When Jesus was ready to begin His ministry, John the Baptist declared Him the "Lamb of God who takes away the sin of the world" (John 1:29). When our Lord died, His blood "covered" those for whom He died--all who believe (John 3:16-17; Romans 3:23-25a). There is no more "spiritual death" for those who trust in His once-and-for-all sacrifice (Hebrews 10:11-12).

I know this whole concept bothers some people.

As a child, I wanted nothing to do with this "bloody sacrifice." I thought God too cruel to demand it. I thought I should be able to somehow "earn" my way into acceptance with Him.

It took me many years to clearly see the ugliness of sin that separated me from a holy God (Romans 3:23; 6:23), that His perfect provision for my soul required a blood sacrifice (Leviticus 17:11). I had to understand the depths of my Father's love (1 John 4:10).

As the apostle Peter explained,
"...it was not with perishable things such as silver or gold that you were redeemed from the empty way of life handed down to you from your forefathers, but with the precious blood of Christ, a lamb without blemish or defect. He was chosen before the creation of the world, but was revealed in these last times for your sake. Through him you believe in God, who raised him from the dead and glorified him, and so your faith and hope are in God" (1 Peter 1:18-21, NIV).
No bunnies died for me. Only the perfect Lamb.
No bunnies were buried in a borrowed tomb for three days, and then raised from the dead to release me from my darkness and bondage to sin. No bunnies ever gave me eternal life. Only Jesus did these things (1 Corinthians 15:3-4).

Only the perfect Lamb.

The Lamb who became my Good Shepherd (John 10:11).

He is our worthy Redeemer (Revelation 5:9), and I will thank and praise Him forever.

"Giving thanks to the Father, who has qualified us 
to share in the inheritance of the saints 
(God's people) in the Light. 
For He has rescued us and has drawn us to Himself 
from the dominion of darkness, 
and has transferred us 
to the kingdom of His beloved Son, 
in whom we have redemption 
[because of His sacrifice, resulting in]
the forgiveness of our sins
[and the cancellation of sins' penalty" 
(Colossians 1:12-14, Amplified).


Let's Not Sanitize the Cross

"A real Christian is known not by the cross he wears," Steve Lawson said, "but by the cross he bears."

I have three crosses in my jewelry box. My favorite is a black cross with a silver "X" across the cross bars. It reminds me Jesus cancelled out the ugliness of my sin, and I bear the consequences of my sin no more.

I don't wear my jewelry crosses often, but when I do, I always reflect on why the cross is so important. It's a reflection of the One who loved me enough to die for me, and also a reminder there is a "cross" Jesus expects me to carry as His disciple.

The world sees this "symbol" of Christianity without giving it much thoughtexcept for those in other religions who try to stamp out the "people of the cross."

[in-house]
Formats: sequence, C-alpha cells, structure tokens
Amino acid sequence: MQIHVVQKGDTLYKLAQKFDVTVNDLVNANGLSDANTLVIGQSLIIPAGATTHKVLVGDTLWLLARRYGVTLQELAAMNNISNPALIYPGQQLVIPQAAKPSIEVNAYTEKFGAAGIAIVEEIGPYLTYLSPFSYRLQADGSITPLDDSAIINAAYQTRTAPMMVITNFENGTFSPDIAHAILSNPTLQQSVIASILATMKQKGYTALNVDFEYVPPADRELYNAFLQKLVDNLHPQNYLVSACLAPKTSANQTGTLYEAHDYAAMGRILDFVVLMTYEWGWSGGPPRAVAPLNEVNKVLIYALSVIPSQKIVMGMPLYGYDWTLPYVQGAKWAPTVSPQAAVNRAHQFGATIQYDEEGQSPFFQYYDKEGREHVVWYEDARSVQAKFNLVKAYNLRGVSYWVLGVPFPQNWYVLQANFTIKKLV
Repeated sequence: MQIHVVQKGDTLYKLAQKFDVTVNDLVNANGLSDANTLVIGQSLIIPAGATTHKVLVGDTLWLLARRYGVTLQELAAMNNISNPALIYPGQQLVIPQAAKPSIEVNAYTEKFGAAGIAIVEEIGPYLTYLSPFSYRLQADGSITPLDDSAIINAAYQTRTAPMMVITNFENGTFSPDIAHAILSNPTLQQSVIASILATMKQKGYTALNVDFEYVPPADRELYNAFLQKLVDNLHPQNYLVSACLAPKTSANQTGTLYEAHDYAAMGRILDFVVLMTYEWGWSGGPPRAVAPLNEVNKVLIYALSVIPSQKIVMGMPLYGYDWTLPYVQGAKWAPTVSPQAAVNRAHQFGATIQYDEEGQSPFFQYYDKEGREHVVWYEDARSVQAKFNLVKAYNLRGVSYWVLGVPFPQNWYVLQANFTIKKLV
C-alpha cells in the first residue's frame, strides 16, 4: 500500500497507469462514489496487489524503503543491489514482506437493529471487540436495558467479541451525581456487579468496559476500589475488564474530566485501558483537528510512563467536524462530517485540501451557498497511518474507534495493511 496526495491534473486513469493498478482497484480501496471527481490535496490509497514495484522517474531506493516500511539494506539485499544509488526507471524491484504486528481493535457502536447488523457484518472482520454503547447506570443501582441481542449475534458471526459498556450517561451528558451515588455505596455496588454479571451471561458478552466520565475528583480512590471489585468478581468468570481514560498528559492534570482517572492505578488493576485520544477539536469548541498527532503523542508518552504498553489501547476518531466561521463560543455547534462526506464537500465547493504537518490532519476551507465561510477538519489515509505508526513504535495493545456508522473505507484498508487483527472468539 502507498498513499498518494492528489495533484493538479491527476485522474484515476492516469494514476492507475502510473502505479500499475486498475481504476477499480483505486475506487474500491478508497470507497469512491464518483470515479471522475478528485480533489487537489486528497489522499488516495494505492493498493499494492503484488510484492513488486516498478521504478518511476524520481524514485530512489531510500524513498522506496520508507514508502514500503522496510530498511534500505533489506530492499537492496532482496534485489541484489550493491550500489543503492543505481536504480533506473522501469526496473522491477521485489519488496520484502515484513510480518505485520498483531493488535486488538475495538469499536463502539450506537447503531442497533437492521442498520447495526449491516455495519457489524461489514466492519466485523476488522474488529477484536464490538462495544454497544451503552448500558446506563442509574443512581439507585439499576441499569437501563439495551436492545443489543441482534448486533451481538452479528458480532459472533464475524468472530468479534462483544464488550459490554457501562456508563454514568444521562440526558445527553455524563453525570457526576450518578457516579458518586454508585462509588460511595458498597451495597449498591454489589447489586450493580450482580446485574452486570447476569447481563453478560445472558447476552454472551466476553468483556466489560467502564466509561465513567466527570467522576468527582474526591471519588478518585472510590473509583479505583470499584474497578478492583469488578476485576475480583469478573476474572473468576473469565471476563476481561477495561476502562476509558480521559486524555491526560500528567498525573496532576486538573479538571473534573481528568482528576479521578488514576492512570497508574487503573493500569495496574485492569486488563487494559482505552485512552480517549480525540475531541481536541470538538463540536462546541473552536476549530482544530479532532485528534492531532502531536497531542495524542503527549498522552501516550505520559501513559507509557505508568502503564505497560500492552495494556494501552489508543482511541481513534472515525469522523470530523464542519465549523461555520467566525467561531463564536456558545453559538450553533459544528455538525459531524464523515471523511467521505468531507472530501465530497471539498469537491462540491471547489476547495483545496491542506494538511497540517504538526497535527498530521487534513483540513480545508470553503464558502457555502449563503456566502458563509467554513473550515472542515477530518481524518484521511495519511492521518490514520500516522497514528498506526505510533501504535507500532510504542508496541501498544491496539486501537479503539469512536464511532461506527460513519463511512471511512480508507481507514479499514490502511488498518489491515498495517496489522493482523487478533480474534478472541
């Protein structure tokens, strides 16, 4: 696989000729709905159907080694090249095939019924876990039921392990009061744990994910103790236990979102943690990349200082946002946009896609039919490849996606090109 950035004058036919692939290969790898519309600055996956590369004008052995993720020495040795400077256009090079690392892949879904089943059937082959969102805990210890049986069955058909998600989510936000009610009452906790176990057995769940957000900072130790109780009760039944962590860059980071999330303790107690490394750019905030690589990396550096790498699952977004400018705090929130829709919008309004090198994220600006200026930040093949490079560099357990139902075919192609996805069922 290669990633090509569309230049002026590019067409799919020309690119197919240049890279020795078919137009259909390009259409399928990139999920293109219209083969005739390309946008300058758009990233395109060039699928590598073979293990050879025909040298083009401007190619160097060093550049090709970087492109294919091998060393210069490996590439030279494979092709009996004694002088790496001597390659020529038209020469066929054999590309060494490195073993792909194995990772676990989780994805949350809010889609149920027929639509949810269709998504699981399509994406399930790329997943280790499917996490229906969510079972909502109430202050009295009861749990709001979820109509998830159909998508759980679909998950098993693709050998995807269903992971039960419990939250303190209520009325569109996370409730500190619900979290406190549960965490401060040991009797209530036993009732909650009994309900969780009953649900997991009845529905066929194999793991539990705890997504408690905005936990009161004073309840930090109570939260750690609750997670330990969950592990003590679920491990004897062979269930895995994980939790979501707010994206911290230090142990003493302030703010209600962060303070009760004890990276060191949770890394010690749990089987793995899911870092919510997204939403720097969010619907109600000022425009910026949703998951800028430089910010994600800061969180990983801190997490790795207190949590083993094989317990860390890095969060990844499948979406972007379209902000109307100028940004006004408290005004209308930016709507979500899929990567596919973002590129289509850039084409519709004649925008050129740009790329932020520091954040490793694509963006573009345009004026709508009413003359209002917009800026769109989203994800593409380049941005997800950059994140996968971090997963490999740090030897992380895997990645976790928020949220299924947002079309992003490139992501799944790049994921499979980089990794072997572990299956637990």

But go back some 2,000 years ago and a cross made everyone shudder!

It was a means of execution, an ugly and repulsive symbol of death. Victims suffered during this method of capital punishment for days, eventually dying from exhaustion and asphyxiation. 

So why is the cross such a sign of faith today? 

Christ-followers understand the cross, which was so full of meaning for Christians, is the powerful first chapter of the story of what Jesus did and continues to do for us (1 Corinthians 15:3-4; Romans 8:34; Hebrews 7:25; 10:14; 1 Thessalonians 5:23Colossians 3:1-4).
  • Chapter 1: the CROSS; the death of Christ to atone for the sins of mankind
  • Chapter 2: the RESURRECTION; the empty tomb
  • Chapter 3: the RETURN. Jesus coming back for His own so they can live with Him in eternity.
Without the cross, there isn't a gospel story. 

All have sinned and the soul that sins, the Bible says, only deserves death; but God demonstrated His love toward us in the death of His Son on the cross as our holy substitute (Romans 3:23; 6:23; Ezekiel 18:4b; Romans 5:8). 

Remove the message of the cross from Christian theology and you have nothing left but an empty shell. A joyless, powerless religion.

In today's culture, Christians often reject uncomfortable topics like the sacrifice of the cross, preferring to focus on the love of Jesus. But the cross is crucial to our faith. 

People might say, "Oh, I prayed the sinner's prayer." But the sinner's prayer isn't the true basis for our salvation. There will be many "professing" Christians who never actually trusted Christ for salvation (Matthew 7:21-23). They trusted works, good feelings about God, positive thinking and countless other substitutes for God's provision.

Salvation is not about our works or even our "Christianized thoughts." It's all about what Jesus accomplished for us in paying the penalty for sin. There is no forgiveness, the scriptures say, without the shedding of blood (Hebrews 9:22). 
Bloodless Christianity is fake Christianity.
Sadly, I've noticed Christians, in the busyness of ministry, sometimes forget the power of the cross and the efficacy of the blood of the spotless Lamb (1 Peter 1:18-19). 

If you are a Christ-follower:
  • Do you recognize how estranged from God and in rebellion to Him you were before He rescued you? 
  • Do you understand the power of the gospel, not just for salvation, but for victorious daily living?
I have to admit, sometimes I act just like those who never experienced the power of the cross. I resort to old "works living" and lose the joy of trusting the Lord moment-by-moment for His plans and His strength.

But, praise God, there is power in the blood of Jesus. Remember the old hymn?

Would you be free from your burden of sin? 
There's power in the blood, power in the blood. 
Would you o'er evil a victory win? 
There's wonderful power in the blood. *
It's almost Good Friday ... a time:
  • To pause and reflect,
  • To remember, and 
  • To praise God with gratitude.
"Every time you see a cross," Dr. Charles Stanley wrote, "remember what it really was."

Let's not "sanitize" the cross. 

And remember too: unlike others who were crucified, Jesus was not a "victim" of the cross. 

While we were "yet sinners," Jesus chose to die for us (Romans 5:8). Our Lord was willing to endure the horrors of the cross, despising (disregarding) the shame" for our salvation (Hebrews 12:2; John 15:13). Five times in John 10:10-18, we learn Jesus willingly gave Himself up to the cross for our salvation. In the prophecy of the Messiah in Psalm 40, we "hear" Christ saying He delighted to do His Father's will (Psalm 40:7-8).

Your redemption was birthed in His pain 
so your new birth could abide in His joy.

Oh, I have a "cross" to bear in this life, I need to put to death my own plans and desires and commit my life fully to my Lord (Luke 9:23; 14:27). 

But my "cross" is nothing compared to the cross my Savior bore. It had eternal consequences for all humanity.

"Thank Jesus that He was willing to be crucified," Stanley wrote, "so the Father could forgive you of sin." 

Let's do that right now:

Lord Jesus, give me a fresh vision of the cross. 
Help me see it from the Father's eyes. 
Thank you, Father God. 
Thank you, Jesus.

- Charles Stanley Quotes from 
* Hymn: https://www.hymnal.net/en/hymn/h/1009